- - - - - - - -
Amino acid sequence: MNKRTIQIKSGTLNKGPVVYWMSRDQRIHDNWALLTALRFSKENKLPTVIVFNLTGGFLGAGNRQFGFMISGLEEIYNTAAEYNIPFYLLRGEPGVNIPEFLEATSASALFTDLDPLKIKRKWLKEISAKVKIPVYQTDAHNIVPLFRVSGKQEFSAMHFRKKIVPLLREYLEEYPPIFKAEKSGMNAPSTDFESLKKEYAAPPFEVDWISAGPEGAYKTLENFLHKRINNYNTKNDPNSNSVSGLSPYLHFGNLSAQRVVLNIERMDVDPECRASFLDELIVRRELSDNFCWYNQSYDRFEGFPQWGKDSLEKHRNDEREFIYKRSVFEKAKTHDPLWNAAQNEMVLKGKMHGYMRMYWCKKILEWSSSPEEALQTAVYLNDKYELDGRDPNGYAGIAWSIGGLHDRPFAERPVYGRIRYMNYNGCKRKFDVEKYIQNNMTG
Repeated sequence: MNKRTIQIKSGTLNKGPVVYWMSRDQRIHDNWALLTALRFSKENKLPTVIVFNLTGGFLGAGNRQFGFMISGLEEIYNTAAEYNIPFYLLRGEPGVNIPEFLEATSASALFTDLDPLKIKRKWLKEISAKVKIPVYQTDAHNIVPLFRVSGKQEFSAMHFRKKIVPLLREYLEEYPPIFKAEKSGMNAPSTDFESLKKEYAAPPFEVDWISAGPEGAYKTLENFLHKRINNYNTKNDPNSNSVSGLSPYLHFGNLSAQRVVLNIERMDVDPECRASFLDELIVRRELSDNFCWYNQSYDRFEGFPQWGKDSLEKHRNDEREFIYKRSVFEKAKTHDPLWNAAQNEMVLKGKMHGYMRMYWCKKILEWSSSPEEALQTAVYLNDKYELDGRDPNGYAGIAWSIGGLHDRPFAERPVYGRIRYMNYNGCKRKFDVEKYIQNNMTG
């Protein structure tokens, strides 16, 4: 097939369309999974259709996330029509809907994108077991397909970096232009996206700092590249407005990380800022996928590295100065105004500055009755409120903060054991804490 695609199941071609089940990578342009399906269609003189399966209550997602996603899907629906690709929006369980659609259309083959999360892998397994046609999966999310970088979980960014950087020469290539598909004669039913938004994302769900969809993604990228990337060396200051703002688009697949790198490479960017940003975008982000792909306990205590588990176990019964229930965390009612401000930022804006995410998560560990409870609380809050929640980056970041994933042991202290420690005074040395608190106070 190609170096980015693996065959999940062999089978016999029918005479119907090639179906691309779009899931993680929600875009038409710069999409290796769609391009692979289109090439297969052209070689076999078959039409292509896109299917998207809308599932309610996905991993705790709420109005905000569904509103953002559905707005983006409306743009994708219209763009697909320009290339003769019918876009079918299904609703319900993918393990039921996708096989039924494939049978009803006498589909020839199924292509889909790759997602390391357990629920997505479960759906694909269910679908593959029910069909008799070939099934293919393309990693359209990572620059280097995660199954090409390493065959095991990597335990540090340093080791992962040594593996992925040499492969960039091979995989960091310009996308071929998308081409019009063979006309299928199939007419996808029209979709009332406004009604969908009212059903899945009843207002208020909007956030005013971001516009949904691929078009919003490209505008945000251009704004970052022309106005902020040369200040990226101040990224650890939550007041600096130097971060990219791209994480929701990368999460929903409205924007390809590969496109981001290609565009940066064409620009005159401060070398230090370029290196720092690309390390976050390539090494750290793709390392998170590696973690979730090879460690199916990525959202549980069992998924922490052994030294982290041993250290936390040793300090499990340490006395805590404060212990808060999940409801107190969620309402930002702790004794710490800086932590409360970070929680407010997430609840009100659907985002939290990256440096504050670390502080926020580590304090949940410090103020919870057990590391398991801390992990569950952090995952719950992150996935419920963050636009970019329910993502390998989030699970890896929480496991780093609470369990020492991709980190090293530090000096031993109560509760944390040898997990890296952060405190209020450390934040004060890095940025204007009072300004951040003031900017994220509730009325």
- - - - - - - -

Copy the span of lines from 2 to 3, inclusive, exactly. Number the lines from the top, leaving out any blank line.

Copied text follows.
Repeated sequence: MNKRTIQIKSGTLNKGPVVYWMSRDQRIHDNWALLTALRFSKENKLPTVIVFNLTGGFLGAGNRQFGFMISGLEEIYNTAAEYNIPFYLLRGEPGVNIPEFLEATSASALFTDLDPLKIKRKWLKEISAKVKIPVYQTDAHNIVPLFRVSGKQEFSAMHFRKKIVPLLREYLEEYPPIFKAEKSGMNAPSTDFESLKKEYAAPPFEVDWISAGPEGAYKTLENFLHKRINNYNTKNDPNSNSVSGLSPYLHFGNLSAQRVVLNIERMDVDPECRASFLDELIVRRELSDNFCWYNQSYDRFEGFPQWGKDSLEKHRNDEREFIYKRSVFEKAKTHDPLWNAAQNEMVLKGKMHGYMRMYWCKKILEWSSSPEEALQTAVYLNDKYELDGRDPNGYAGIAWSIGGLHDRPFAERPVYGRIRYMNYNGCKRKFDVEKYIQNNMTG
């Protein structure tokens, strides 16, 4: 097939369309999974259709996330029509809907994108077991397909970096232009996206700092590249407005990380800022996928590295100065105004500055009755409120903060054991804490 695609199941071609089940990578342009399906269609003189399966209550997602996603899907629906690709929006369980659609259309083959999360892998397994046609999966999310970088979980960014950087020469290539598909004669039913938004994302769900969809993604990228990337060396200051703002688009697949790198490479960017940003975008982000792909306990205590588990176990019964229930965390009612401000930022804006995410998560560990409870609380809050929640980056970041994933042991202290420690005074040395608190106070 190609170096980015693996065959999940062999089978016999029918005479119907090639179906691309779009899931993680929600875009038409710069999409290796769609391009692979289109090439297969052209070689076999078959039409292509896109299917998207809308599932309610996905991993705790709420109005905000569904509103953002559905707005983006409306743009994708219209763009697909320009290339003769019918876009079918299904609703319900993918393990039921996708096989039924494939049978009803006498589909020839199924292509889909790759997602390391357990629920997505479960759906694909269910679908593959029910069909008799070939099934293919393309990693359209990572620059280097995660199954090409390493065959095991990597335990540090340093080791992962040594593996992925040499492969960039091979995989960091310009996308071929998308081409019009063979006309299928199939007419996808029209979709009332406004009604969908009212059903899945009843207002208020909007956030005013971001516009949904691929078009919003490209505008945000251009704004970052022309106005902020040369200040990226101040990224650890939550007041600096130097971060990219791209994480929701990368999460929903409205924007390809590969496109981001290609565009940066064409620009005159401060070398230090370029290196720092690309390390976050390539090494750290793709390392998170590696973690979730090879460690199916990525959202549980069992998924922490052994030294982290041993250290936390040793300090499990340490006395805590404060212990808060999940409801107190969620309402930002702790004794710490800086932590409360970070929680407010997430609840009100659907985002939290990256440096504050670390502080926020580590304090949940410090103020919870057990590391398991801390992990569950952090995952719950992150996935419920963050636009970019329910993502390998989030699970890896929480496991780093609470369990020492991709980190090293530090000096031993109560509760944390040898997990890296952060405190209020450390934040004060890095940025204007009072300004951040003031900017994220509730009325």